NIANTIC — The state’s parole board Wednesday granted clemency to a 66-year-old woman who has served 27 years for shooting a pregnant woman to death.
Bonnie Foreshaw will be released on Nov. 15. She had been sentenced to 45 years in prison after a jury found her guilty of murder in the March 1986 shooting death of Joyce Amos, 28 at the time. She would have been released in August 2017 if clemency had been denied.
Previous efforts by supporters to secure a new trial or reduce Foreshaw’s sentence were rebuffed — until Andy Thibault, a writer for the Journal-Register newspapers, unearthed a 24-year-old memo earlier this year that harshly criticized Foreshaw’s representation by a Connecticut public defender. That criticism came from a source difficult to ignore — fellow public defender Jon C. Blue, who soon after would become a Superior Court judge.
“Ms. Foreshaw did not have a fair trial,” Blue bluntly declared in the 1989 memo, saying that Foreshaw’s public defender failed to challenge a “highly questionable confession” that followed an interrogation that lasted from 2 to 7 a.m., and failed to present an effective mental-state defense for a woman who gave birth after being raped at age 12 and who suffered through three abusive marriages.
The Connecticut Board of Pardons and Parole, which turned down Foreshaw’s request in May for a clemency hearing, reversed itself a month later after Blue’s memo surfaced. So Wednesday morning the parole board revisited the sad and violence-torn life of Bonnie Jean Foreshaw.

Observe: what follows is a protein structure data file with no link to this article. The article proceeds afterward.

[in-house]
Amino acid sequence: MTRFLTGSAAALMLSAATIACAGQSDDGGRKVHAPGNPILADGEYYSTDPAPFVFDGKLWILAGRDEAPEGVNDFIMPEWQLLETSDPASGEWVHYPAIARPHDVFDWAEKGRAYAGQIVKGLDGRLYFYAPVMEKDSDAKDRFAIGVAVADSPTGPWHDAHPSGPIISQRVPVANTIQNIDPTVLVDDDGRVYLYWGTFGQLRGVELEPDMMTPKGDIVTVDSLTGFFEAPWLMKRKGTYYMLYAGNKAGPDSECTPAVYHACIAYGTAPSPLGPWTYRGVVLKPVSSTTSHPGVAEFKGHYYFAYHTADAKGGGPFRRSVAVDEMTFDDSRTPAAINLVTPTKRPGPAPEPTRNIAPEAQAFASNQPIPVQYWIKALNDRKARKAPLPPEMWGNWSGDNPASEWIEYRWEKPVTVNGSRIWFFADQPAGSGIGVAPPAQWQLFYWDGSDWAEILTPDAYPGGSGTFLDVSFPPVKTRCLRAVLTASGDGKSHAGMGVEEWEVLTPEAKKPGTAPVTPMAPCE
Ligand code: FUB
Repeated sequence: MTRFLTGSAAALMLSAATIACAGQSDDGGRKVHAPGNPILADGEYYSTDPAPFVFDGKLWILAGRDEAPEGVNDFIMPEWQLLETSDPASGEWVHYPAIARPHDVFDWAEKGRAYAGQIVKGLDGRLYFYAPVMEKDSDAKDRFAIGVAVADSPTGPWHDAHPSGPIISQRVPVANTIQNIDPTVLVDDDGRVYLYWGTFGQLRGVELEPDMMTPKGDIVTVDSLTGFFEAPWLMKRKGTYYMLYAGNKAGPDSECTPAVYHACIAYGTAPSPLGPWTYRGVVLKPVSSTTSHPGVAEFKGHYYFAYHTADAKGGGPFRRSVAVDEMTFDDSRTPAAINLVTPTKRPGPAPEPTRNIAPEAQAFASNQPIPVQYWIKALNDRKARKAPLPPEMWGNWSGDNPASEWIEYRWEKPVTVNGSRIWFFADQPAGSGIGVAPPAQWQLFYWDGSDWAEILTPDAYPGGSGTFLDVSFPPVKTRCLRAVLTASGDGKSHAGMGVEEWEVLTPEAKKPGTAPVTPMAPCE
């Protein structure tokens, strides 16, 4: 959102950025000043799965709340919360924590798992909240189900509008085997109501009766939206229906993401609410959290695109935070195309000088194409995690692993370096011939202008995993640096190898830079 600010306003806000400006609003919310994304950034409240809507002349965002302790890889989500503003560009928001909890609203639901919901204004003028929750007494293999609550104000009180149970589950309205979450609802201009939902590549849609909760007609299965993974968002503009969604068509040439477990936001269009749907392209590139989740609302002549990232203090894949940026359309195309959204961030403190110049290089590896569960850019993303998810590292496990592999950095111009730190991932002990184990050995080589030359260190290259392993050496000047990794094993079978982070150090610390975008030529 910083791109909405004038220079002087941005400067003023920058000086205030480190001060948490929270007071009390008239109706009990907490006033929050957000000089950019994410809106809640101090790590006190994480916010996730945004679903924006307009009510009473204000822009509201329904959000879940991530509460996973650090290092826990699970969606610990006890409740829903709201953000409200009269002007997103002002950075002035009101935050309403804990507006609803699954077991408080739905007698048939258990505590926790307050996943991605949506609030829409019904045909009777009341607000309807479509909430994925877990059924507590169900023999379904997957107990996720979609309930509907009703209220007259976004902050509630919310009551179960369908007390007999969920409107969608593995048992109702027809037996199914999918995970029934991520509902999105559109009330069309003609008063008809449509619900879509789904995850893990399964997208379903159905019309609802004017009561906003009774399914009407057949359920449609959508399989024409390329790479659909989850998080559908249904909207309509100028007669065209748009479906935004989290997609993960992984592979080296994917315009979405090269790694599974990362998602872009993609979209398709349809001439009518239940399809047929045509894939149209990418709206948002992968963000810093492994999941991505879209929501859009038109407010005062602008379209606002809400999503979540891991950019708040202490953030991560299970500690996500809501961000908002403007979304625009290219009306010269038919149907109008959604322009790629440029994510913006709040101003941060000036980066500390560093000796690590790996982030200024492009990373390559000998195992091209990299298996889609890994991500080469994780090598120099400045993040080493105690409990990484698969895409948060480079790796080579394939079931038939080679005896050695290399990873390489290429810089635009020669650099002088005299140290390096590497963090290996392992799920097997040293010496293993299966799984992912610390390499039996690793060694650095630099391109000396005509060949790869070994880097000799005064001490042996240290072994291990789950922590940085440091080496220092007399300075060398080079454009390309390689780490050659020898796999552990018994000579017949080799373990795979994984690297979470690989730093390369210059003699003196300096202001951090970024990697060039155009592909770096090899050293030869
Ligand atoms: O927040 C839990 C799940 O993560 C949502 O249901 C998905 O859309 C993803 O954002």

Foreshaw was not seeking a pardon — an action that would undo her murder conviction. Instead, her lawyers asked to have her sentence commuted to the time she has served.
In author Wally Lamb’s book, “Couldn’t Keep It To Myself” — a collection of essays by women incarcerated at the York Correctional Institution in Niantic — Foreshaw wrote of being sexually abused by cousins as a young girl and enduring constant emotional abuse by her stepfathers. She became a mother through rape at age 12 and married a succession of abusive men, including one who put her in the hospital after beating her with a baseball bat. After her third ex-husband began stalking her, she bought a .38-caliber handgun.
Bonnie Foreshaw and Joyce Amos had never met until their worlds collided after midnight on March 27, 1986, outside a Hartford social club. Foreshaw had stopped into the club for a beer and testified that she found herself fending off advances from a man named Hector Freeman. When she left the club, Freeman followed, and at some point was joined by Amos, a friend of his.
Foreshaw and Freeman exchanged words, and when Freeman moved toward her, Foreshaw, saying she feared that she was about to be assaulted, pulled out her gun and fired. Amos, who by some accounts was attempting to defuse the situation, was hit and died soon after.
Although Foreshaw’s conviction was upheld on appeal, supporters say there was little justification for a charge of murder, which requires a clear-headed intent to kill. Had Foreshaw been charged and convicted of first-degree manslaughter — defined as killing someone through an act intended only to cause serious physical injury, or intentionally killing someone while under extreme emotional distress — she would have been sentenced to no more than 20 years in prison and would have been released years ago.
Supporters also say that Foreshaw has been a model prisoner, mentoring and tutoring fellow inmates and working with the prison’s hospice program. They say she deserves leniency for her work to rehabilitate herself and help others.
Story by Matthew Kauffman, Hartford Courant; Video By Jeevan Vittal, Fox CT